Lingerie Insight, “What’s driving growth in the bridal lingerie sector?”
The lingerie market is benefitting from a shift in the fashion industry, which is seeing high street retailers take the plunge into bridalwear.
Consumers can now buy their wedding dress from stores such as Dorothy Perkins, Lipsy, Topshop and Whistles, which have all launched bridal collections this year. And while many lingerie brands aren’t targeting these specific retailers, they are predicting a lift in sales, driven by this trend.
To explain, the greater availability of affordable wedding and bridesmaid dresses on the high street is set to bring down the overall cost of the bridal outfit, leaving more funds to play with when it comes to purchasing quality bridal lingerie, according to Panache product and planning coordinator Alysia Brown.
“We believe quality bridal lingerie is the best foundation for making ladies look and feel great on their big day,” she adds.
Anna Roca, marketing director at Spanish brand Promise agrees: “Anything that puts more focus on bridal fashion has a positive impact on all companies related to the business.
“And while the high street is not exactly our target, what we have noticed is that when brides and bridesmaids choose their lingerie for their special day, they look for brands that offer them quality pieces which they feel comfortable in, and which help their dresses look even better,” Roca continues.
Another factor that could potentially drive bridal lingerie sales is the fact that many affordable wedding dresses sold on the high street are not made with in-built internal support, such as cups or boning.
“As these dresses often aren’t cupped, having great fitting bridal lingerie will help create a good foundation for the bride’s look, so in turn this could create a greater demand for bridal lingerie,” says Brown.
Roca believes that the simplicity of many high street gowns is at odds with Promise’s corsetry style, increasing the need for quality foundation wear, but adds that what really influences consumers’ choice of underwear is their size and body shape.
“If the bride is a size 36D, for example, they will need to opt for a bra that provides the best support and comfort possible to ensure they feel confident,” she explains. “That’s what seems to be driving the increase in sales – a need for support and comfort, independent of the dress style or shape.”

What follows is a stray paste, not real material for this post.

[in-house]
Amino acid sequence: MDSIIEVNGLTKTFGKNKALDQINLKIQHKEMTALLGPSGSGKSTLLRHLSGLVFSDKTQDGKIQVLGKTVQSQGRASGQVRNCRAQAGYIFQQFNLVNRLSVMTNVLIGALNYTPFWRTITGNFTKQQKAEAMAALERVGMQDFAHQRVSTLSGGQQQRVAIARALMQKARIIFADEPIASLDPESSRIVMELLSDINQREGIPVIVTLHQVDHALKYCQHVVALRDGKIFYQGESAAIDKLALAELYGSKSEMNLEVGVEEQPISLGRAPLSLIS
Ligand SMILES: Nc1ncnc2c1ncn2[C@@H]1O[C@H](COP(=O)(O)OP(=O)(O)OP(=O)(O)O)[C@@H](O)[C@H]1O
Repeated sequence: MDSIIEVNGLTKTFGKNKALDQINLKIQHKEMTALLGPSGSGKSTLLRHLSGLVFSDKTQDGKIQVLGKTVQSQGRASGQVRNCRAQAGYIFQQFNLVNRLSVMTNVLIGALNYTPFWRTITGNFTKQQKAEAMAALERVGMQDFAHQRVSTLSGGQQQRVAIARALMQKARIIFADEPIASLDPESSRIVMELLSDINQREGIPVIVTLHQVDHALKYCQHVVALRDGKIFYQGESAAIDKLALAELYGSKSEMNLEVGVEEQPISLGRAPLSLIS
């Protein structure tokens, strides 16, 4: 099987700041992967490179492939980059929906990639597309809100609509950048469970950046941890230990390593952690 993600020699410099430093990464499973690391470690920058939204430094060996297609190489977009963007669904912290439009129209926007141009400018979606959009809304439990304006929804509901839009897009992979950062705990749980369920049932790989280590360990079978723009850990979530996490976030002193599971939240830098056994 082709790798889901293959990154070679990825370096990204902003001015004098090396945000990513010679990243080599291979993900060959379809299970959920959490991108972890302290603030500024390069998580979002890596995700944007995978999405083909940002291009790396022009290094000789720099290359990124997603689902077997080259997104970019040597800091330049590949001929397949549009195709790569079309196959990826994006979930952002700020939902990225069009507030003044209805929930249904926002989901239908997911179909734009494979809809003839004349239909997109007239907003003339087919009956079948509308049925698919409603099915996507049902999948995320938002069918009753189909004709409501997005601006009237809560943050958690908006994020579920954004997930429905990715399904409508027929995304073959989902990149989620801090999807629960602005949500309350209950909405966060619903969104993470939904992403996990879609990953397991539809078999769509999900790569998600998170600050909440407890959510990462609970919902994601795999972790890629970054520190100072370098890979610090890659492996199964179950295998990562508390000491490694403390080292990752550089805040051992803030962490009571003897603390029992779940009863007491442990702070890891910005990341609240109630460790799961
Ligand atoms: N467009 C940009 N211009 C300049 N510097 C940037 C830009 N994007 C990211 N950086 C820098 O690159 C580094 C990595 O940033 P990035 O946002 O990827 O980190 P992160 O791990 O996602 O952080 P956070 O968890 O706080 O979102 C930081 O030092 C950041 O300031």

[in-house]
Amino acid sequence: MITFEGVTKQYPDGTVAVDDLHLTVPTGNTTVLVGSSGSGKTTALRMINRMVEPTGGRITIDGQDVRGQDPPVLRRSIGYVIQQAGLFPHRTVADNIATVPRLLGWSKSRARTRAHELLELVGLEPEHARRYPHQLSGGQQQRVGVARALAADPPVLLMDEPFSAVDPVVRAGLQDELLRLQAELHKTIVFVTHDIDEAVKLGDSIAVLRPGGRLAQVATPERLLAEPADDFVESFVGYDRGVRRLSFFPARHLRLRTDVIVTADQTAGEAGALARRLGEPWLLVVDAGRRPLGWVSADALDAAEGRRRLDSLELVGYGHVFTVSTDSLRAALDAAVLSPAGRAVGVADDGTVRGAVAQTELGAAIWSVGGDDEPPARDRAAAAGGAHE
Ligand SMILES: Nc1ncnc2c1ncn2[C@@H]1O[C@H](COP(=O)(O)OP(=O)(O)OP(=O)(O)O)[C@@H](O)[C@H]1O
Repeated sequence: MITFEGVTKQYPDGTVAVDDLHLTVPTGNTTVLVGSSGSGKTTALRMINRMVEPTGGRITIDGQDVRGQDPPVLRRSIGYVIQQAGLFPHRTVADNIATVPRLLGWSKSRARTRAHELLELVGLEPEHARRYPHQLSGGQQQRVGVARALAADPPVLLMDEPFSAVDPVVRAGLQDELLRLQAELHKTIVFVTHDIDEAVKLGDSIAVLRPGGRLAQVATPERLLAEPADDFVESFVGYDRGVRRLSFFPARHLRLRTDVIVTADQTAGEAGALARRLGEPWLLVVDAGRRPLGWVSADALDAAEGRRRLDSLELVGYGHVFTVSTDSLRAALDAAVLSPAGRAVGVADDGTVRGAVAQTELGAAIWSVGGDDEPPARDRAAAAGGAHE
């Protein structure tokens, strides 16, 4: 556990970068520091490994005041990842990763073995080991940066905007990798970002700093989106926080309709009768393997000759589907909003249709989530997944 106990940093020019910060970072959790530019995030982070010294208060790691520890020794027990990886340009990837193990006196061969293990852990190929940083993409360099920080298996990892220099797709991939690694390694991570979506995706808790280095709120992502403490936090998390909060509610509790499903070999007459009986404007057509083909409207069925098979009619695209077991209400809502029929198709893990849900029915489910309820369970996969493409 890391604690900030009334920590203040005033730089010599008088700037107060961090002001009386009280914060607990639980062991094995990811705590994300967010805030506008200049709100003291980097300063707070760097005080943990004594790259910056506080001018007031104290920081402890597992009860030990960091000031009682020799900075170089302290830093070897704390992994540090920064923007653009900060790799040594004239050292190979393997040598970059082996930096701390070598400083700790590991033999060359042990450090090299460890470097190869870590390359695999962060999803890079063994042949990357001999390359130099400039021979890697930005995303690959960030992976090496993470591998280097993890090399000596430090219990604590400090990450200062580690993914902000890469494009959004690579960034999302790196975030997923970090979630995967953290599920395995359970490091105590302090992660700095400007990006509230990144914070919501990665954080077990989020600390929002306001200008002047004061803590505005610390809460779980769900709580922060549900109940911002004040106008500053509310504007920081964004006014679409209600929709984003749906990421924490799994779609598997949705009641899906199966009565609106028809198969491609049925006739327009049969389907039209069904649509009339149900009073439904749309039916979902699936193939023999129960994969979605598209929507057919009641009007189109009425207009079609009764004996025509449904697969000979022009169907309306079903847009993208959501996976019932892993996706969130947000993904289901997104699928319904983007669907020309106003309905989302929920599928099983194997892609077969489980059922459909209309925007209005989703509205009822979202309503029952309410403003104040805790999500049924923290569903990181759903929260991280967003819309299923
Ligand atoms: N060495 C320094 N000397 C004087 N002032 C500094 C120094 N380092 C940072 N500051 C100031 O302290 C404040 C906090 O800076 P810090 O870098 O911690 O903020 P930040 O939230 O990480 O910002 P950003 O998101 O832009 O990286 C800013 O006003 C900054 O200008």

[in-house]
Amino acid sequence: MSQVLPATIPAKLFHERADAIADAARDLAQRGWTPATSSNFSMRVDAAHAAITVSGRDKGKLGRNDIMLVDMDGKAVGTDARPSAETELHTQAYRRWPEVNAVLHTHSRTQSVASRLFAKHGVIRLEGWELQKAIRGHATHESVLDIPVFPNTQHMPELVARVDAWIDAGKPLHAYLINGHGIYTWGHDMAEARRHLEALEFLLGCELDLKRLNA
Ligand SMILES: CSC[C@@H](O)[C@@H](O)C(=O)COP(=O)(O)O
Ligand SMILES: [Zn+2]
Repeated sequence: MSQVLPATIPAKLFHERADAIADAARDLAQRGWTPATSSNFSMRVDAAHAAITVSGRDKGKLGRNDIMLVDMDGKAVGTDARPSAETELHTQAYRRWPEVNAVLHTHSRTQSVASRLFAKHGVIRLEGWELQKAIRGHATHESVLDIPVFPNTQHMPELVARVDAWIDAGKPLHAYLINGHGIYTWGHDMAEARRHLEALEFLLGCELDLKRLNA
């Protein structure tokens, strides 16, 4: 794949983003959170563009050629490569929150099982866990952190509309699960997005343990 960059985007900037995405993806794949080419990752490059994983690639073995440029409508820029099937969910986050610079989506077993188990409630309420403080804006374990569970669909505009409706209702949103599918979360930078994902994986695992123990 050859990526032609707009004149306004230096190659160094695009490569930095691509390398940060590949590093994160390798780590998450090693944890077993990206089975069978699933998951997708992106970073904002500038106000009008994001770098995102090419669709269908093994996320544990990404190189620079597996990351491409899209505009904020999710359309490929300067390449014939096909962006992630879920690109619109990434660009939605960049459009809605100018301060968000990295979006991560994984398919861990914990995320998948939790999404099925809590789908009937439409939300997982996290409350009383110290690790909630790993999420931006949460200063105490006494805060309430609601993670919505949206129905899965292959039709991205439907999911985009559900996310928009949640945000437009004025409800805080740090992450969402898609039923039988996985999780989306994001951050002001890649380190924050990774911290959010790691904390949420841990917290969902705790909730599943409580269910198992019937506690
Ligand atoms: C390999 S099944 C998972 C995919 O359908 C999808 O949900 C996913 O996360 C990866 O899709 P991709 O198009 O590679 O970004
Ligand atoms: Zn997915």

Belinda Leca, head of sales for Freya, Fantasie, Elomi and Goddess adds: “The right fitting lingerie can make a huge difference to how you look and feel on your special day, helping the dress fit more securely and supporting the figure as needed, which could result in higher demand for both lingerie and shapewear.”
Aside from the growing availability of affordable wedding gowns on the high street, there are a number of other factors driving a growth of bridal lingerie sales.
More people are tying the knot, for example. The popularity of marriage is rising again after almost 40 years of decline, according to the latest figures on marriages in England and Wales from the Office of National Statistics.
In 2011, married men and women were almost a minority in England and Wales at just 50.7% of the adult population. However, in 2014, 51.2% of people over the age of 16 were found to have tied the knot.
The bridal season is also lasting longer and starting earlier, increasing bridal sales throughout the year, according to Debenhams senior lingerie buyer Louise Gibling.
The trend for hen do holidays in the UK and abroad, the increased exposure to bridal parties on social media, and the popularity for ‘mini moons’ and extended honeymoons have also had an impact on sales.
So the bride is not only purchasing practical lingerie for under her wedding gown, but she’s also shopping for gifts, such as kimonos and slippers, for her and her bridal party, alongside special lingerie and sleepwear pieces for her breaks away after the big day.
“The definition of bridal lingerie is no longer a bra and brief set worn under a dress – it encompasses the whole event from hen do to honeymoon, if not further. Weddings are no longer a service followed by a meal – they are big social events spanning several months,” explains Peter Cronin, sales and marketing director, LF Intimates, which has seen an 11% increase in bridal lingerie sales through its Charnos and Lepel labels this year.
“We’re seeing our products across all brands appearing in bridal sections, both online and in stores.”
Gibling agrees, adding: “Whilst there will always be a need for practical smoothing bridal lingerie, there is a mind-set of ‘hen do to honeymoon’ encompassing special pieces and trend-led styles, such as high-neck bras and bodies, as featured in our Reger by Janet Reger ranges.
“We have also seen a loyal customer following for Ted Baker, which has recently launched their own bridal range.”
Going forward, bridal lingerie suppliers and retailers are predicting continued growth in this area.
“If customers are buying more high street, lower quality dresses then the demand for excellent foundation wear will increase,” says Leca.
Gibling predicts that brides will continue to “value fit and style”, but envisages a greater demand for personalised items and specialist ranges in the future.
Meanwhile, Roca believes that bridal lingerie must evolve in line with wedding gown trends.
“It is imperative that the lingerie offering is completely thought out for this special day and designed according to the leading trends in this sector. Lingerie plays an important role, and is the perfect partner for the complete look of the bride.”